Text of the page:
This article was updated on 10/24/17 to clarify that direct connect LEDs -- or LEDs that connect directly to ballasts -- do have drivers inside them, and these drivers are designed to work with the ballasts.
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As businesses continue upgrading from fluorescent lighting to LED lighting, one question sits at the crux of the upgrade: should you retrofit the lamps using existing ballasts, or remove the ballasts and direct wire the LEDs?
Here's what we mean:
As we discussed in our article, Replacing T8 Fluorescent Tubes with T8 LED Tubes, LEDs need something to safely modulate the energy running through them just as fluorescent tubes do. Fluorescent tubes use ballasts -- external to the lamp -- for this purpose and LEDs originally used something called drivers -- also external to the lamp -- which effectively do the same thing. (Many LED lamps still use external drivers.)
So originally to upgrade from fluorescent tubes, you would remove the old lamps and their ballasts; direct wire drivers instead of ballasts; and then connect the LED tubes to these external drivers. In the interest of making things simpler, manufacturers developed LEDs that could work directly off the ballasts that were already being used. No external drivers needed. (There is a driver inside the LED that works with the ballast; this must be an electronic ballast, and you still have to make sure LED and ballast specs are compatible.) Philips, for instance, came up with their InstantFit line of LEDs.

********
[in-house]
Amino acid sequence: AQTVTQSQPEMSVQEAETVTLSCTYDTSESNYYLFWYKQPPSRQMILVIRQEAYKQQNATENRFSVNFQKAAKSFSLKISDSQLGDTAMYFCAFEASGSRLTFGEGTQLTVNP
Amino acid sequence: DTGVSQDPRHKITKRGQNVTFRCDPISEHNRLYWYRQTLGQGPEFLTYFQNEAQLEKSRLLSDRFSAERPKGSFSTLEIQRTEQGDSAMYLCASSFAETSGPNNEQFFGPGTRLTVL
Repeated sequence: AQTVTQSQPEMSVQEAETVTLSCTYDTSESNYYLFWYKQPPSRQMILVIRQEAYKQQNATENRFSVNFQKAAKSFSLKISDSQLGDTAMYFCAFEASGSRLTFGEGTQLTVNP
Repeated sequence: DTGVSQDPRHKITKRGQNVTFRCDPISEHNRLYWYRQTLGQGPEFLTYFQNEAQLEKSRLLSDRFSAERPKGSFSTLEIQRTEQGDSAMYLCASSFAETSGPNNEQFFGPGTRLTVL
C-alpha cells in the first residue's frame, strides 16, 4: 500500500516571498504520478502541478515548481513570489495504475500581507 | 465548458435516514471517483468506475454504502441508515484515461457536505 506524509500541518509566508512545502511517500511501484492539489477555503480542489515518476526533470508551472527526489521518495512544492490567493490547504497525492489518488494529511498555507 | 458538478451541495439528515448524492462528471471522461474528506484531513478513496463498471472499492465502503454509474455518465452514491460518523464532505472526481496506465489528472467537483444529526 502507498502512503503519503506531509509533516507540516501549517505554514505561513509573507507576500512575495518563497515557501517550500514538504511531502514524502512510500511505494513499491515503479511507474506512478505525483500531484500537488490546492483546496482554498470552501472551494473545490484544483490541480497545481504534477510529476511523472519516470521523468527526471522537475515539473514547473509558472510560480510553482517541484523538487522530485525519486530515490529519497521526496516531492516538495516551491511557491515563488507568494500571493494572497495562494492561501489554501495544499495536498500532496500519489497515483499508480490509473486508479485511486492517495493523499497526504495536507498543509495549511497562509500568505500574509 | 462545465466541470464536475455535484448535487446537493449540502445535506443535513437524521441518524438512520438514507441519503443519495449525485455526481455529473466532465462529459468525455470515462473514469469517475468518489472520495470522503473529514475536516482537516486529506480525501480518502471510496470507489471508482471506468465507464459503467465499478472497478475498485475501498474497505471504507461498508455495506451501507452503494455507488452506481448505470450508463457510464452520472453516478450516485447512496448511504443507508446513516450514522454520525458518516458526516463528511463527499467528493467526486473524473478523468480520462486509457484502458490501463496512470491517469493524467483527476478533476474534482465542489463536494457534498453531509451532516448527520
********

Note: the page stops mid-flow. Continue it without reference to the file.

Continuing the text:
Many new LED tubes, however, come with integrated drivers, or drivers that are built in (much like the LED bulbs commonly used in homes) for direct wire purposes. These allow you to entirely remove old lamps and ballasts and connect the new LED lamp directly to the power source without a separate (external) driver.
In both instances, there are drivers inside the LED, one designed to work with electronic ballasts and one designed to work directly with the power source. [Article continues after image ...]